The zombie outbreak is in full effect, yet not every victim is affected in the same way. For pregnant women infected by the virus, their fates may be sealed, but their offspring are born as hybrids that may unlock the key to stopping the invasion. The spread of the virus may be somewhat contained, but a group of researchers is forced to bring a unique girl who may be the key they've been looking for through a variety of dangerous and unprotected areas, building to a sophisticated yet surprising conclusion.
Compared to a variety of recent zombie films, The Girl with All the Gifts stands out, yet it accomplishes this through the way its borrowed elements from some of the all-time best zombie films. One key to the film's success is the ways in which society has seemingly learned to cope with the creatures, going so far as to develop a topical cream that masks your scent from the zombies. Additionally, we never see the whole scale of the infection, but rather only focus on the English response to the threats, allowing for more interesting character developments and avoiding the exploration of the wellbeing of the world.
Part Day of the Dead and part 28 Weeks Later, the film is full of fantastic performances from the core ensemble while delivering both familiar narrative beats with shocking reveals.
Arguably the most unsettling horror film this year is one that most people weren't even aware was a horror movie. Filmmaker Yorgos Lanthimos' last film, The Lobster, was an absurd romantic comedy set in a dystopia, leaving many dumbfounded as far as what to expect from The Killing of a Sacred Deer. The director managed to shock audiences once again with this disturbing tale of revenge.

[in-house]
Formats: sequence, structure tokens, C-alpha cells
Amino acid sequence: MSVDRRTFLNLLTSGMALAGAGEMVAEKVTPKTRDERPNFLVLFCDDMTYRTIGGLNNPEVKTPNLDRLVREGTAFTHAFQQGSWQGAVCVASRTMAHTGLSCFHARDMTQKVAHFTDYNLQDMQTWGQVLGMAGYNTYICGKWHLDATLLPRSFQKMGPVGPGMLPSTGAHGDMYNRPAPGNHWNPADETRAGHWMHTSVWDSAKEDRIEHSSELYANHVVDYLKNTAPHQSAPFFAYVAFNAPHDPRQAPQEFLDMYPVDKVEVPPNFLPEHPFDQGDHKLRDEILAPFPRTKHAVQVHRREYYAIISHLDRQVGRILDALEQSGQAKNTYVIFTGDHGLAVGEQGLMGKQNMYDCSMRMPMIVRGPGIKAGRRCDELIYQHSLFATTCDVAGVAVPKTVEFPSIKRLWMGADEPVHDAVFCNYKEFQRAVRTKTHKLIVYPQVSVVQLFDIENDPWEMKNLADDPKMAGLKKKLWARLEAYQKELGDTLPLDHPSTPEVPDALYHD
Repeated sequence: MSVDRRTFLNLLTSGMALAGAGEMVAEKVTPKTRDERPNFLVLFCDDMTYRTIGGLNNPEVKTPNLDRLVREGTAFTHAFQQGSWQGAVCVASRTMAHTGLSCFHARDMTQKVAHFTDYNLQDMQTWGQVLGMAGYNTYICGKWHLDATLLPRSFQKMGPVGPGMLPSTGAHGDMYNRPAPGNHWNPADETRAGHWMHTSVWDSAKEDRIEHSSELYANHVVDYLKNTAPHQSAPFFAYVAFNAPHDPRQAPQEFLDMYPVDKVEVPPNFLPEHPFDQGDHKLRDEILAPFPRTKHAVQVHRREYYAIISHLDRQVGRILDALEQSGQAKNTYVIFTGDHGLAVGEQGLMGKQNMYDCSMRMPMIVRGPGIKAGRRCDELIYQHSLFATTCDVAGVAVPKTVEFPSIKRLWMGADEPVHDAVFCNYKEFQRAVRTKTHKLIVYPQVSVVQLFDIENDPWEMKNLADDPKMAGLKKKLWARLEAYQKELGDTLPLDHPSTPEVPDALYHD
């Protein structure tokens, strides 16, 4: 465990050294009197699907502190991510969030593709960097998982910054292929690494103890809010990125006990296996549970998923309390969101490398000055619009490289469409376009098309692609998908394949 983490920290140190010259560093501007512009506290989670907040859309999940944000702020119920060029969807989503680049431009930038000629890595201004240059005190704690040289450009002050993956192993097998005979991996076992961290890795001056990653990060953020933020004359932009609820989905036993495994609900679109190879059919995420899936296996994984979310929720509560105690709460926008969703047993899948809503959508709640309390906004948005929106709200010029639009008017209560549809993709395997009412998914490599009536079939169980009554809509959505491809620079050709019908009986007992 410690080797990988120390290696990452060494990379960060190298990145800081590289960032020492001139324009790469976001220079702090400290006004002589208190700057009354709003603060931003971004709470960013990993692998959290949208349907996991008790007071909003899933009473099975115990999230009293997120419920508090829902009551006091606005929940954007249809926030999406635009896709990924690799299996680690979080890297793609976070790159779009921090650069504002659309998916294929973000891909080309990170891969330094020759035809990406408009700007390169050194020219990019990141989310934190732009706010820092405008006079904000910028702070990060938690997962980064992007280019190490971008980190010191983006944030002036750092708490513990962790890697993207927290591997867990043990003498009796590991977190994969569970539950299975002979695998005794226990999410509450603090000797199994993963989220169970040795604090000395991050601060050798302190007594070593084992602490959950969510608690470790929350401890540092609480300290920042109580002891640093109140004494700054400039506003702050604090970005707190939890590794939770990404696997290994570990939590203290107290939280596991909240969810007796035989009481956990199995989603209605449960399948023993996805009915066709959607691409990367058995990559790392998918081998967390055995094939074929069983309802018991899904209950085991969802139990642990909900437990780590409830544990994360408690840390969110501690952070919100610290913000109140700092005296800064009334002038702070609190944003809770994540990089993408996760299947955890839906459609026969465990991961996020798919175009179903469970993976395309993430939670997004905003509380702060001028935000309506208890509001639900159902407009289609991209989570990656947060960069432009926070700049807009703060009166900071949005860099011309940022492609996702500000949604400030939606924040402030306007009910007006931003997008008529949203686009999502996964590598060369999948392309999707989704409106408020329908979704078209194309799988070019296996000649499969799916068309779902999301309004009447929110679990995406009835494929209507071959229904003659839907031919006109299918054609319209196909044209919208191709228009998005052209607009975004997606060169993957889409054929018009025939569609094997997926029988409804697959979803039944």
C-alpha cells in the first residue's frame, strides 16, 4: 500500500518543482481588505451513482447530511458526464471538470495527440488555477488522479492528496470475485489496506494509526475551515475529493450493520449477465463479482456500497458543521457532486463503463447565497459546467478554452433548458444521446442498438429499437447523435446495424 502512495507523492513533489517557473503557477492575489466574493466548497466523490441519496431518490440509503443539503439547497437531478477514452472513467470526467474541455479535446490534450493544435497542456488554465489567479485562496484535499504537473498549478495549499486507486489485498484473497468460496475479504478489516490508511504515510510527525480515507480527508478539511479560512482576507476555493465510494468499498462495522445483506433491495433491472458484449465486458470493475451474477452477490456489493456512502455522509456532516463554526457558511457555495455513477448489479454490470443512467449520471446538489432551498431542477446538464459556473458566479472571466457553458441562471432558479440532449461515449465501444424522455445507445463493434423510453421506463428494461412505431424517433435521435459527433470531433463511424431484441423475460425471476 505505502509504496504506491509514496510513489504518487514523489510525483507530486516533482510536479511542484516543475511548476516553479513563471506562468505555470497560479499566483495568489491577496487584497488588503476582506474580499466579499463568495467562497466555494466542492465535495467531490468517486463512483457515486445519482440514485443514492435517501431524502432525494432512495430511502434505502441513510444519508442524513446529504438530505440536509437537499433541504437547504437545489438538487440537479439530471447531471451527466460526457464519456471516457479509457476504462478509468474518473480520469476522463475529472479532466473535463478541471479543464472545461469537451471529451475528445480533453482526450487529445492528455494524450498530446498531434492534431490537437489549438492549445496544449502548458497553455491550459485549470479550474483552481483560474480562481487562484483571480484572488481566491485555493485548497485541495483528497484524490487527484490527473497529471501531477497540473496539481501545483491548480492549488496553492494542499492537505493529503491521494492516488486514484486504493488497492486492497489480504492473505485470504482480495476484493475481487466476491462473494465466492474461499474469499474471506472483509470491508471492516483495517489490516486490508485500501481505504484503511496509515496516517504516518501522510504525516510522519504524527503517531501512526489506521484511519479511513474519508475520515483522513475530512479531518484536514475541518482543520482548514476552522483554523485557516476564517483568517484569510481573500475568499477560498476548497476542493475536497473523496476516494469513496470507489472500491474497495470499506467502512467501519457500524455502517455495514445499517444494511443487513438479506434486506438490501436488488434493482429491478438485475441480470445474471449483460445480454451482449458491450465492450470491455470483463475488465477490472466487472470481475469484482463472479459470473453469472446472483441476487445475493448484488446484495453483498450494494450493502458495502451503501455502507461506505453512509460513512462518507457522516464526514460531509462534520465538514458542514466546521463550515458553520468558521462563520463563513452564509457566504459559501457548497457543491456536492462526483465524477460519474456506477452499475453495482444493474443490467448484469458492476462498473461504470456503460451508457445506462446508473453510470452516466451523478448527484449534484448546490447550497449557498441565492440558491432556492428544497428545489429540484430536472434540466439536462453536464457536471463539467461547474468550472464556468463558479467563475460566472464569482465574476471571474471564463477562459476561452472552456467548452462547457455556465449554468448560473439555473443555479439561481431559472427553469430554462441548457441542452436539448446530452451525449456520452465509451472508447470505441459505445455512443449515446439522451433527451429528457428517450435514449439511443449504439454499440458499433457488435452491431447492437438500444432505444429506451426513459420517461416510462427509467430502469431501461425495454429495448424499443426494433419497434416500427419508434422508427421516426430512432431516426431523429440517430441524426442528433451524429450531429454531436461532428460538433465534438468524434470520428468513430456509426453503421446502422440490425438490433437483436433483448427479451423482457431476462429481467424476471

Dr. Steven Murphy (Colin Farrell) appears to have it all, from a successful career to an adoring wife (Nicole Kidman) to promising children. He also has a strange relationship with Martin (Barry Keoghan), the nature of which is unclear at first. Once his children are afflicted with a mysterious, debilitating illness, the reason for Martin's presence in Steven's life all becomes clear in this dark and twisted story of payback.
Loosely based on the myth of Iphigenia, Killing of a Sacred Deer's overwhelming dread is inescapable. Audiences are left wondering not only what is happening to Steven's children, but also what he did to deserve this plight and how Martin is directly involved. The performances are subtle and powerful, building to a crescendo that is one of the most depressing sequences put to film this year.
Far from an enjoyable watch, Killing of a Sacred Deer is one of the most affecting films of the year, and likely one you'll never want to see again.